For high schoolers considering a similar path, she stresses, “There is such a stigma around community colleges. Let me tell you, from someone who initially was not too enthusiastic about ending up at a community college, how false this is. My experience at CC was completely unexpected, but it has been great. Plus, you save so much money because the first two years of college are solely for completing GE courses, which can be done anywhere… Whether you attend [CC] with the purpose of earning your degree or transferring out (or you’re still deciding!), you are choosing to pursue education. That is something to be proud of."
Make the most of it
Jojo, also in her first year of college, didn’t get into every school she hoped she would and found it difficult to decide where she wanted to go to college. “It can be really hard to define happiness when it comes to this,” she says. “There are going to be issues, of course, when going to any school, and attending school when there is a whole pandemic going on certainly doesn’t help.”
However, she learned how to deal with her disappointment. “I know this doesn’t work for everyone, but I learned to cope by appreciating the many wonderful colleges that did accept me instead of reflecting on the small amount of colleges that didn’t.” So far, Jojo has enjoyed her first year of college for the most part. “I can say that I do love my teachers, what I am learning, and the environment here. It is starting to feel like a home and a place of comfort for me.”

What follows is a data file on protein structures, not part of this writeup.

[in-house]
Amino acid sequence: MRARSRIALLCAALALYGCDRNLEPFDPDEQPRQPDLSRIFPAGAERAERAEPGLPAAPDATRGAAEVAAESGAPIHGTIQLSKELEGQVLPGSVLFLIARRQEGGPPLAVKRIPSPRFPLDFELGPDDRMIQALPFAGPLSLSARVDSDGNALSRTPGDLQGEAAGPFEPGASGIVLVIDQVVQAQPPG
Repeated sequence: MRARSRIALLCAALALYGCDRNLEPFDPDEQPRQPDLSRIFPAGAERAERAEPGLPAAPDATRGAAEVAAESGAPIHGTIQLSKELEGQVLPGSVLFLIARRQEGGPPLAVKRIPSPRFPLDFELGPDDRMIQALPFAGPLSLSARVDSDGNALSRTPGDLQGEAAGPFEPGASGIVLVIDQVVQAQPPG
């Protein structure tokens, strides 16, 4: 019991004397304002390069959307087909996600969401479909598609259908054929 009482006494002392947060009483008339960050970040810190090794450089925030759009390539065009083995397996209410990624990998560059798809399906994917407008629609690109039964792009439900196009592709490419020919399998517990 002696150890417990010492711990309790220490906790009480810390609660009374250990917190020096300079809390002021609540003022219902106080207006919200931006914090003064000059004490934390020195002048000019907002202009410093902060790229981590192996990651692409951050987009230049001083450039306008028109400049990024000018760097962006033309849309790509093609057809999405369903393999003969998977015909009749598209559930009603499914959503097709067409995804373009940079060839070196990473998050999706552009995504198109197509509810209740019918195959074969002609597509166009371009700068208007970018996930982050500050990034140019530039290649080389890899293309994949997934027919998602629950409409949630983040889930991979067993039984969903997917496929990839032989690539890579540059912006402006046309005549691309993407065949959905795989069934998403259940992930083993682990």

“For people just now getting decisions back from colleges, I would tell them to relax and not stress out too much about this,” Jojo recommends. “I know some people might not want to hear this as this decision is a big part of their lives, but I honestly believe that no matter where they end up going, they can make the best of it!” She added, “This whole process was about colleges selecting you… Well, it’s your turn now. You get to determine whether or not these places are worthy of YOUR talents, so make the most of it!”
Be kind to yourself
Even if you’re happy with the schools where you got in, April can still be a difficult month when it comes to processing emotions and disappointment from rejections. So, what can students do in the meantime to remain upbeat about the options open to them?
Olivia K. suggests that current high schoolers try hard to be kind to themselves, especially with regard to social media. “Doom scrolling on social media is inevitable. We all do it. Especially once those decisions come out and you see all the people who got into that school you really wanted to get into, it is the absolute worst feeling. My heart sank once I saw how many people from my school got into USC and were putting ‘USC ’24’ in their bios and I wasn’t one of them.”
However, she was quick to add, “Let me assure you that whatever path you end up on, it will be the right one. It might not be that at first—I was not happy about ending up at a community college after spending MONTHS working on applications and YEARS bulking up my resume with extracurricular activities. Even if you end up going to a school that wasn’t your first choice, it will set you on the right path and you may learn some valuable lessons along the way. You will be okay, I promise.”